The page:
The event will feature a Ryan-inspired performance piece by Fantagraphics’ own Ardent Vein in full Prison Pit character. (Yeah, we can’t wait to see this either.) So join us this Saturday from 6:00 and 9:00 PM for beverages and meet the extraordinary artist behind Angry Youth Comix, Blecky Yuckerella and other unforgettable comics. This promises to be great fun, and coincides with the Georgetown Art Attack featuring festive arts events throughout the historic cultural community.
Fantagraphics Bookstore & Gallery is located at 1201 S. Vale St. (at Airport Way S.) only minutes south of downtown. Open daily 11:30 to 8:00 PM, Sundays until 5:00 PM. Phone (206) 658-0110. See you soon.
Most regular Flog readers are already familiar with Al Columbia's massive talent as a visual artist. But he's also an equally talented musician and filmmaker. I met Al when we were both 23 year-old punks who'd just scored jobs at Fantagraphics in 1994. We became fast pals, and I distinctly remember the first time he played for me a cassette tape of some of his musical recordings in my car as we were taking a ride somewhere. They blew me away, and I've been inspired by his music (not to mention his art) ever since. Thankfully, he's started putting a lot of his music up on his blog for others to hear, as well, and more recently has been creating videos for some of his tunes. I highly recommended you surf around his site. Here's a couple of direct video links:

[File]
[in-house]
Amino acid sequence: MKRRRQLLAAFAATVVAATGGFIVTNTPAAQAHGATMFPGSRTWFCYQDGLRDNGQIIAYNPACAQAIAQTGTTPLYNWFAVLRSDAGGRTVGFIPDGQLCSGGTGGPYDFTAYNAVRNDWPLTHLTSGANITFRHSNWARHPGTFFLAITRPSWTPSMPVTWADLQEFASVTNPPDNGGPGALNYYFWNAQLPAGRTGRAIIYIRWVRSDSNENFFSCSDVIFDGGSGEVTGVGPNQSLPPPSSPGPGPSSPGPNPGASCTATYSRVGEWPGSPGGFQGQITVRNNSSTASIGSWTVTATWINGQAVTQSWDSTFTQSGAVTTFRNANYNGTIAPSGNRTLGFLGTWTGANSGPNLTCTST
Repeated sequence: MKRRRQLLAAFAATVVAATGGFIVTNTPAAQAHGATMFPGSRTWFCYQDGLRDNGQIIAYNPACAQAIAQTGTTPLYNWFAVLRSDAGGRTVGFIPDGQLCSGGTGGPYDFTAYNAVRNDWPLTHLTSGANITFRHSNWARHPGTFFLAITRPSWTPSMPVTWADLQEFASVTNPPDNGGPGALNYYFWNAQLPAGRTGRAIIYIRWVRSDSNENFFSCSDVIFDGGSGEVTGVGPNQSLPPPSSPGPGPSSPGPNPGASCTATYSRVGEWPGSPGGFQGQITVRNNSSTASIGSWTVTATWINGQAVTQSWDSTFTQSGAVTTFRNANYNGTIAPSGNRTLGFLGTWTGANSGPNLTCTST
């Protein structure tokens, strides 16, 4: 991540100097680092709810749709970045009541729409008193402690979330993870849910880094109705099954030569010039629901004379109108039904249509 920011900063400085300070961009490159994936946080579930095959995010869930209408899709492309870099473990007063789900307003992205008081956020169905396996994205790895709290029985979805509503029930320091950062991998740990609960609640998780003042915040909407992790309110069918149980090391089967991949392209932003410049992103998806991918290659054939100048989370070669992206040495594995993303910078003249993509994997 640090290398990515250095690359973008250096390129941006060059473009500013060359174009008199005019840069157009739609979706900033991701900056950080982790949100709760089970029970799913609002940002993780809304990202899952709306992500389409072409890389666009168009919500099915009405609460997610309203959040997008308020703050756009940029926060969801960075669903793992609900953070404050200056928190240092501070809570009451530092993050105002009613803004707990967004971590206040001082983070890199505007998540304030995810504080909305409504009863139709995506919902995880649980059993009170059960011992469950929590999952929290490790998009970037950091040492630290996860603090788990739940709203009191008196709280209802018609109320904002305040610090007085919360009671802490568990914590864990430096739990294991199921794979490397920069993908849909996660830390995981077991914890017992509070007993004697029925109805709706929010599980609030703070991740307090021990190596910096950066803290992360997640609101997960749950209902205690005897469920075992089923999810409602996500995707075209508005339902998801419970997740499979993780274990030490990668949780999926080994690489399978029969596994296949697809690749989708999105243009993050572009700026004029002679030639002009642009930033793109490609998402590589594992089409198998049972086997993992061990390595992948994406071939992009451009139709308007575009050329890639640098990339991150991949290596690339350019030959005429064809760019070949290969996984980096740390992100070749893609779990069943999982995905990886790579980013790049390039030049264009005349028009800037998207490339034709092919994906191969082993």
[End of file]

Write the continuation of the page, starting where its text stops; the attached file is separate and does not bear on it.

I should mention that the snake in the first video was maimed by Al's cat and not harmed for the purposes of the video.
Lots of Online Commentary & Diversions today:
• Review: "The graphic novel, it turns out, is a form especially well-suited to the noir genre. Maybe this isn’t surprising — comics have always run the gamut of moods from goofy to autobiographical to just plain smutty. But it still gives a shiver of pleasure to stumble upon a graphic novel that captures the hardboiled tone of classic noir as perfectly as West Coast Blues, Jacques Tardi’s adaptation of a 1976 crime novel by Jean-Patrick Manchette. ... The plot includes bursts of bruality, dark realizations, alluring women and grizzled observations from its antihero — all the best conventions of noir, in other words, preserved and reborn in a fresh new medium. File it next to Dashiell Hammett and Raymond Chandler." – Molly Young, We Love You So